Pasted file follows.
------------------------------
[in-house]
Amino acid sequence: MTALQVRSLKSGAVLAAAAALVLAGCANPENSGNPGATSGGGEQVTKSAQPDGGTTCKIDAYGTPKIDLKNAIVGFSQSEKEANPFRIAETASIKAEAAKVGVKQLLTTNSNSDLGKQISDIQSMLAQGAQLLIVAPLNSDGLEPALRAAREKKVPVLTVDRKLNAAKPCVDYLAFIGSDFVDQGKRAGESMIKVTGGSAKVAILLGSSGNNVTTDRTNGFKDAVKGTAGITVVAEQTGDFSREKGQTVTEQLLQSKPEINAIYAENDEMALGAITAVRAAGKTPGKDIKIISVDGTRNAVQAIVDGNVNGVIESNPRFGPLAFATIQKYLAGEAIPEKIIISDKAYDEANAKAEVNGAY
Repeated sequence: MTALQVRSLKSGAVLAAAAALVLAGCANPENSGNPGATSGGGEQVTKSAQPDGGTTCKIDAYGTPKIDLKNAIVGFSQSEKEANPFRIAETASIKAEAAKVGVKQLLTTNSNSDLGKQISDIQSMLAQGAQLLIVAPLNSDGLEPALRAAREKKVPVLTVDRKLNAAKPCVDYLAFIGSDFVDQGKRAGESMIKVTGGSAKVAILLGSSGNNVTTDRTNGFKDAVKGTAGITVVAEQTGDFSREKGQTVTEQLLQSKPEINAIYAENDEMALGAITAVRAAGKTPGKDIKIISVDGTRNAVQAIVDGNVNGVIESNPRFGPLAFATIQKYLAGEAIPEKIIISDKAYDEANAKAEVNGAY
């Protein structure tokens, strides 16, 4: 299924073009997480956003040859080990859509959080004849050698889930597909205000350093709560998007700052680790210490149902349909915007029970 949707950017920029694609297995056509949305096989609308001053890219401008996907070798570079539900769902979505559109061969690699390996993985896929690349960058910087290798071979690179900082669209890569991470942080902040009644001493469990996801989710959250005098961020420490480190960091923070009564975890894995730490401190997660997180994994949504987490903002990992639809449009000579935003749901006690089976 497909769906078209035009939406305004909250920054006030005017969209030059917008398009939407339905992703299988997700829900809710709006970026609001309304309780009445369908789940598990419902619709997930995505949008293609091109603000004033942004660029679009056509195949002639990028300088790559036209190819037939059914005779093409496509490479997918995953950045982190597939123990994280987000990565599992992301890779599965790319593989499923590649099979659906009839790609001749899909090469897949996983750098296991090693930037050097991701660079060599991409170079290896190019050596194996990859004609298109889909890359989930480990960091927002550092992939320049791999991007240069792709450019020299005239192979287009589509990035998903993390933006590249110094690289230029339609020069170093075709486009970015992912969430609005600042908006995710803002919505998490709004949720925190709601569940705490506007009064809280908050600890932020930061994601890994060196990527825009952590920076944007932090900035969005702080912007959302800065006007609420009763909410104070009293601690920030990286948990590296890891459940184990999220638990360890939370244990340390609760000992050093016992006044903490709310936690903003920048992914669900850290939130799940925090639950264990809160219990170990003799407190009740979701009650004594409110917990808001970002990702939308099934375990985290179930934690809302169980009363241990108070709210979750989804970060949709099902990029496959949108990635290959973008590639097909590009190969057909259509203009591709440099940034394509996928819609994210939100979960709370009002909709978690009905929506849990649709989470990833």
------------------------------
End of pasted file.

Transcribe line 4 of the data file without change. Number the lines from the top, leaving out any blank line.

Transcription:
């Protein structure tokens, strides 16, 4: 299924073009997480956003040859080990859509959080004849050698889930597909205000350093709560998007700052680790210490149902349909915007029970 949707950017920029694609297995056509949305096989609308001053890219401008996907070798570079539900769902979505559109061969690699390996993985896929690349960058910087290798071979690179900082669209890569991470942080902040009644001493469990996801989710959250005098961020420490480190960091923070009564975890894995730490401190997660997180994994949504987490903002990992639809449009000579935003749901006690089976 497909769906078209035009939406305004909250920054006030005017969209030059917008398009939407339905992703299988997700829900809710709006970026609001309304309780009445369908789940598990419902619709997930995505949008293609091109603000004033942004660029679009056509195949002639990028300088790559036209190819037939059914005779093409496509490479997918995953950045982190597939123990994280987000990565599992992301890779599965790319593989499923590649099979659906009839790609001749899909090469897949996983750098296991090693930037050097991701660079060599991409170079290896190019050596194996990859004609298109889909890359989930480990960091927002550092992939320049791999991007240069792709450019020299005239192979287009589509990035998903993390933006590249110094690289230029339609020069170093075709486009970015992912969430609005600042908006995710803002919505998490709004949720925190709601569940705490506007009064809280908050600890932020930061994601890994060196990527825009952590920076944007932090900035969005702080912007959302800065006007609420009763909410104070009293601690920030990286948990590296890891459940184990999220638990360890939370244990340390609760000992050093016992006044903490709310936690903003920048992914669900850290939130799940925090639950264990809160219990170990003799407190009740979701009650004594409110917990808001970002990702939308099934375990985290179930934690809302169980009363241990108070709210979750989804970060949709099902990029496959949108990635290959973008590639097909590009190969057909259509203009591709440099940034394509996928819609994210939100979960709370009002909709978690009905929506849990649709989470990833």